We demonstrated that a wind farm optimised for LCOE would not necessarily maximise profit when supplying electricity in a merchant market. In a merchant market we showed that on typical sites in a particular market:
- Adding energy storage can be attractive if storage costs become low enough.
- Overplanting is usually not attractive.
- A larger turbine rotor is attractive, and
- Modifying control and operational strategies can provide a useful small benefit.
As a result, the client is in a position to bid effectively for projects whether they are linked to a power purchase agreement, or to merchant electricity supply.
A European developer is considering bidding in an upcoming offshore wind auction. Some auctions may allow bidding at ‘zero subsidy’ (directly into the merchant electricity market), as an alternative to a fixed-price power-purchase agreement.
Supplying into the merchant electricity market means LCOE models are not sufficient to drive the best design choices for the wind farm. This is because LCOE values every MWh of electricity produced the same. In a merchant market, the price for each MWh varies significantly over time.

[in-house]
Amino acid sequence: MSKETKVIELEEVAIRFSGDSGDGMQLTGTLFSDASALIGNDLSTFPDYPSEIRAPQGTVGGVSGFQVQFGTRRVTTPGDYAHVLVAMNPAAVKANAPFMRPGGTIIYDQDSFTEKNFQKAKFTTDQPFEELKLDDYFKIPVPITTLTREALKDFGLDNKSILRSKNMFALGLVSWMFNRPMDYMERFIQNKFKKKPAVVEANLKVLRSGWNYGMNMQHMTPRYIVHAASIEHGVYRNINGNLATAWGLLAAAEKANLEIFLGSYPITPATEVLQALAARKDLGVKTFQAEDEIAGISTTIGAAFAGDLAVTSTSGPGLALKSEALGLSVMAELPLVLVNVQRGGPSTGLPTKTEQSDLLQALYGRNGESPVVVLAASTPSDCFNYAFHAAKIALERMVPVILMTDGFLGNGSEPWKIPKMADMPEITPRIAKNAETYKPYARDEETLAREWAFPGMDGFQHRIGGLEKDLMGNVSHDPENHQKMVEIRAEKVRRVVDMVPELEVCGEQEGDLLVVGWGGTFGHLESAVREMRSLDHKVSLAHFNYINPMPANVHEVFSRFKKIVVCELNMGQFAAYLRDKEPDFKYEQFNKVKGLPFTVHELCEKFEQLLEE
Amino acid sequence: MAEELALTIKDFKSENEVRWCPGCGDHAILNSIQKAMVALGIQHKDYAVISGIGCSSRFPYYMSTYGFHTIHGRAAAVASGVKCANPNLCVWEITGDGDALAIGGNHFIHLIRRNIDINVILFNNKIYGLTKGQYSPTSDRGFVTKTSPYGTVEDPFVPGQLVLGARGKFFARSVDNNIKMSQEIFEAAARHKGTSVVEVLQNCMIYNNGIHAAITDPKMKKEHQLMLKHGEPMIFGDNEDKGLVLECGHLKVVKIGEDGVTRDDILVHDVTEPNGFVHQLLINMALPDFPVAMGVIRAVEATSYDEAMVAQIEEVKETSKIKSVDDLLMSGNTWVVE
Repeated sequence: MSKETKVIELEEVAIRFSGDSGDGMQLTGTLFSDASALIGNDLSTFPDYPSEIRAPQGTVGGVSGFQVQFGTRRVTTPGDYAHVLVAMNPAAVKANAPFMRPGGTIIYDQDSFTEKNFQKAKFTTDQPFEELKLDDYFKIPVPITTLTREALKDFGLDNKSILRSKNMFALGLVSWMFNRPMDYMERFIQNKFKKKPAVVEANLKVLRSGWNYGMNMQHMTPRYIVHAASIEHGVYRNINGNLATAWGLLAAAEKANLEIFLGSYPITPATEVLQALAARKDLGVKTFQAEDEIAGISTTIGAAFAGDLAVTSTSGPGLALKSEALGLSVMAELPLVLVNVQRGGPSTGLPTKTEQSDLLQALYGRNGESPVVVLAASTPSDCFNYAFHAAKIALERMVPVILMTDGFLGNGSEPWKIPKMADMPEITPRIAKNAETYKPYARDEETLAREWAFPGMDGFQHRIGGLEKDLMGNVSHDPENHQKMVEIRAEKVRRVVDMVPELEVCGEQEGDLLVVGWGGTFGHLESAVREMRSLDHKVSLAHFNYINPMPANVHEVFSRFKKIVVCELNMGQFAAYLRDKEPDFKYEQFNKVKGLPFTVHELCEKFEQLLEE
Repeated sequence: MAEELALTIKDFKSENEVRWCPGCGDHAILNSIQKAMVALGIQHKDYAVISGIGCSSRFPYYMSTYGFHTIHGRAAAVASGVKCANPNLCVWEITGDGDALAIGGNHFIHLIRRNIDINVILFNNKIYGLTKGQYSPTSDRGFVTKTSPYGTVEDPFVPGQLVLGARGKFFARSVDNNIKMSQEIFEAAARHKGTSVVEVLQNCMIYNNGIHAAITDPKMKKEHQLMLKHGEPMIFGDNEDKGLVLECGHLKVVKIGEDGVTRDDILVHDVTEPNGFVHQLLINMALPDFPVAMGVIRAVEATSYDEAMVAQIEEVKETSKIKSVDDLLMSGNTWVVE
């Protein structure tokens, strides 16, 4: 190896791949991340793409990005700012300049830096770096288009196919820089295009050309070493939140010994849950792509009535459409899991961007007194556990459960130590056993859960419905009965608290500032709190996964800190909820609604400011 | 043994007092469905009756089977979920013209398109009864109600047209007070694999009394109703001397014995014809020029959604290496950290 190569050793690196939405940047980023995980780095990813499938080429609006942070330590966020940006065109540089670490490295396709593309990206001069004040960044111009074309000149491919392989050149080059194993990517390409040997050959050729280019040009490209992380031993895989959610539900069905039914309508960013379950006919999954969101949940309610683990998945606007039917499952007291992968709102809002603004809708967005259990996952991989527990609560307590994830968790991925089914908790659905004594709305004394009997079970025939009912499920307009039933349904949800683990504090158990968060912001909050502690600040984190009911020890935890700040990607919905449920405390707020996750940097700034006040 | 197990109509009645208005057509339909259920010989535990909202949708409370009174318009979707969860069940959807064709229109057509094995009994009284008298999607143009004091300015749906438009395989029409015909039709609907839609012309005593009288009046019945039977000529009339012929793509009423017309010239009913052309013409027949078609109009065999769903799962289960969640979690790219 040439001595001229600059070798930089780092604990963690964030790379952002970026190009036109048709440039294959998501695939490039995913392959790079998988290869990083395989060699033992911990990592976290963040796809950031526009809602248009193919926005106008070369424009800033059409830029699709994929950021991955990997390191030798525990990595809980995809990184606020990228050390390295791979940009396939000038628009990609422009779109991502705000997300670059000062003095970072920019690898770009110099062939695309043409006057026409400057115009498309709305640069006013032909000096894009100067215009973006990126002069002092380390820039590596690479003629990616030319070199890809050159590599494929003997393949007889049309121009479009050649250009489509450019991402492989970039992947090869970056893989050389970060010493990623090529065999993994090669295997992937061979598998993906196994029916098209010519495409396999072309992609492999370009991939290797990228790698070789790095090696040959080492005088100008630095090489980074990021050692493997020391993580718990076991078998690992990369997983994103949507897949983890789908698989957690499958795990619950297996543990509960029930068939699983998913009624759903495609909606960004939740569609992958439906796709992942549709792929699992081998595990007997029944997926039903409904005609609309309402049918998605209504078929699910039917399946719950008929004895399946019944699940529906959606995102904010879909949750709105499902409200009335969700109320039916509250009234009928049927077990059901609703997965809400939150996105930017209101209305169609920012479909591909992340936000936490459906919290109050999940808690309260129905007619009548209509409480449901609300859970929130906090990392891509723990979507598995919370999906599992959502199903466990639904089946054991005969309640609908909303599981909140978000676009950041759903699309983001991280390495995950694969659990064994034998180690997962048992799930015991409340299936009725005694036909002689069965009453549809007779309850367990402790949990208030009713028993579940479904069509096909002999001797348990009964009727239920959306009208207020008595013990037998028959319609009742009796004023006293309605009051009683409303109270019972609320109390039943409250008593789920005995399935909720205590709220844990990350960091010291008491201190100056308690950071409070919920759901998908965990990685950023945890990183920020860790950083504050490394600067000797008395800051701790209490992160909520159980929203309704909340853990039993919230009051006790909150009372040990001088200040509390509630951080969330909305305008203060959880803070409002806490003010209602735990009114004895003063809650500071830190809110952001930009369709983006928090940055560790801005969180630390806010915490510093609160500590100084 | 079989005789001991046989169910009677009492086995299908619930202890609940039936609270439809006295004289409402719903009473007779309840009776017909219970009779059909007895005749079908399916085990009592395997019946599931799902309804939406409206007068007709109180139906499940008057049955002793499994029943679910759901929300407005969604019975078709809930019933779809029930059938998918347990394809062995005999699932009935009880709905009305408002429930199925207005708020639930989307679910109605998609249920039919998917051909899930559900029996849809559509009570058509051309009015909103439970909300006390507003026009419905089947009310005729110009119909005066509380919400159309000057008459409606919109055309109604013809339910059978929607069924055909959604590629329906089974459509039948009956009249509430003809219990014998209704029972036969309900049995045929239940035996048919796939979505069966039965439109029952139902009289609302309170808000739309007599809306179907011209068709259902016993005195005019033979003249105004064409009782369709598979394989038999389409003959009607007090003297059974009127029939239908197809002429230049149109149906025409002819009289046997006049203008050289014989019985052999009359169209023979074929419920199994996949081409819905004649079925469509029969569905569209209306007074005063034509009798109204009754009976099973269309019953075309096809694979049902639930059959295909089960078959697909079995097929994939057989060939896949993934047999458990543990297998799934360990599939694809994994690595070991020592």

We collected and matched hourly offshore wind speed data and hourly electricity market price data for three representative years and derived a relationship between wind speed and average market price. We projected how that relationship would change as more wind is expected to be added to the system over the next 20 years.
Using an approach for levelized cost of energy at market price (LC-Emp), we evaluated the impact of four strategies to increase the value of electricity generated:
- Combining the wind farm with 1, 2 and 4 hours of energy storage.
- Overplanting the wind farm by 5% and 10%.
- Increasing the turbine rotor area by 10%, and
- Modifying control and operational strategies to optimise use of turbine life based on current electricity price.